After the British had taken over Boston to squash the American revolution, Knox convinced General Washington to let him take a 300-mile journey into New York to seize badly needed cannons. Desperate for any means to end the British occupation of America, Washington let him go. Knox succeeded in obtaining over 120,000 pounds of mortars and cannons. In order to get them back to General Washington, Knox built sleds, though there was no snow to make the transport possible. He built the sleds anyway, then prayed and waited. Knox was a praying man who read his Bible to his companions regularly. And it all paid off. For on Christmas morning 1775, the snow came and came hard. At last, Knox had his 300 miles of blessed snow, not to mention a newly frozen-over Hudson River, to carry the cannons and guns back to General Washington.
Once the delivery was made, Washington ordered his troops to take Knox’s cannons and guns to the top of Dorchester Heights, where the Americans could gain an advantage over the British troops hunkered down in Boston. Washington’s advisors told him the plan would likely be fatal to the Revolution, for the British were watching and would immediately attack if they saw the American troops mobilize toward the heights. But Washington moved anyway, and he was once again blessed. For during the night of March 4, 1776, as Knox’s cannon moved toward and up Dorchester Heights, an amazing miracle occurred: a layer of fog dropped down between the American and British troops. As Reverend William Gordon observed, “A finer [night] for working could not have been taken out of the whole 365 [days]. It was hazy below [the Heights] so that our people could not be seen, though it was a bright moonlight night above on the hills.”
By dawn the next morning, two strongholds had been built atop the Heights and were armed with at least twenty cannons and thousands of troops. When the British awoke and saw what had happened, they were astonished. One British officer reported the shocking incident to London, declaring that it all had been done “with an expedition equal to that of the genie belonging to Aladdin’s wonderful lamp.” It was enough to encourage the British to abandon New England altogether, which occurred a few days later.
The pattern of miracles throughout the Revolution is apparent. In fact, these trends continued in varying degrees through most of the important battles during the length of the seven-year conflict until the British not only abandoned New England but eventually abandoned the entire American continent. At last, the land was free and the foundation for the Restoration of the gospel of Jesus Christ was surer than ever.
When we read the letters and diaries of the Founding Fathers and Mothers, it is clear they believed they had a better chance at receiving their needed miracles if they had entered into a relationship with God, which required their national adherence to that God. Many of you would see that kind of relationship as a covenant relationship. And many of you understand that because you yourselves have, through the restored priesthood of God, made covenants and are living those covenants.
I invite you to think more upon these covenants you have made. Listen to the words spoken at the sacrament table during Sunday worship. Go often to the temple and listen to the blessings promised to you there. I encourage you to utilize these powerful covenants to seek those blessings and miracles you need. And again, I say to you: Expect those blessings. Recognize them—even and especially the small ones—when they come. And be grateful for them.
And finally, live as Washington taught his troops to live—with righteousness, humility, and gratitude to God. While he did all that he could to prepare himself and his country to fight for righteousness, Washington also humbly recognized, as stated in his own words, that “Providence has heretofore saved us in a remarkable manner, and on this we must principally rely.”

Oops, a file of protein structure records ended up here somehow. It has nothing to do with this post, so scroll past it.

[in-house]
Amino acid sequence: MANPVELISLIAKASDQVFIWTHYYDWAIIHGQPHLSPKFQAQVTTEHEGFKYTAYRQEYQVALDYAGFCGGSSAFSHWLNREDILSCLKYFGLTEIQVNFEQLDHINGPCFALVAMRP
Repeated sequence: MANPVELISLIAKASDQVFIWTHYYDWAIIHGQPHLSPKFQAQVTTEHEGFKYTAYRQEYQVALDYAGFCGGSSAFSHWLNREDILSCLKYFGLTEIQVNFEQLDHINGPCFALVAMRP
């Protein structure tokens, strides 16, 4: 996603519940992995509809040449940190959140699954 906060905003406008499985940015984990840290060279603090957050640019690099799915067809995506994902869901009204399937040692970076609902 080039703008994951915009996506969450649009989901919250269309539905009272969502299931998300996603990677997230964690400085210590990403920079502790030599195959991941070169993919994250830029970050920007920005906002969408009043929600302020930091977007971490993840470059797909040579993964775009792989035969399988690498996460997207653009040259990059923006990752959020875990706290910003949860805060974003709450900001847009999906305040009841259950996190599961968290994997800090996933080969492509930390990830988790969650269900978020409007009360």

At a devotional in Boston, I was prompted to call the people of America to pray for our leaders and for our precious country. We all need to do this every day because this was the covenant formula that—as Nephi saw—brought us both the greatness of independence and eventually the glory of the Restoration of the gospel of Jesus Christ. In April next year, we will celebrate the 200th year since Joseph Smith entered the Sacred Grove and our Heavenly Father and the Lord Jesus Christ appeared to him to open this final dispensation preparing for the Second Coming of the Lord Jesus Christ. Just think of that, you are recipients of this great time when the gospel is upon the earth and you are free to receive it and live it.
My dear graduates and students, in seven days we will celebrate Christmas. On behalf of the First Presidency and Quorum of the Twelve Apostles, I wish you a Merry Christmas. May our Heavenly Father bless each of you as we celebrate the miraculous birth and life of our Savior Jesus Christ—He who performed so many miracles, including the miracle of His infinite Atonement.
I leave you my witness, my testimony, that Jesus lives. We have here in Rexburg, Idaho, a graduating class ready to go out into a world. I pray Heavenly Father to bless you to not be casual, or not underestimate what it means to be a member of The Church of Jesus Christ of Latter-day Saints, and to realize, all the days of your life, the miracles God had to perform for us to have it. My testimony and witness is The Church of Jesus Christ of Latter-day Saints is the true church, the Church of Jesus Christ. We are so blessed to have it in our lives. May we cherish it every day of our lives is my humble prayer and blessing, in the name of Jesus Christ, amen.
 1 Nephi 13:12–20.
 1 Nephi 13:13, 15, 20, 23.
 William Bradford, Of Plymouth Plantation: 1620–1947, ed. Samuel Eliot Morison (New York: Alfred A. Knopf, 2002), 59; Nathaniel Philbrick, Mayflower: A Story of Courage, Community, and War (New York: Viking, 2006), 32–33.
 Their average sailing speed from England to North America was just two miles an hour (Philbrick, Mayflower, 33).
 Philbrick, Mayflower, 33, 36–37.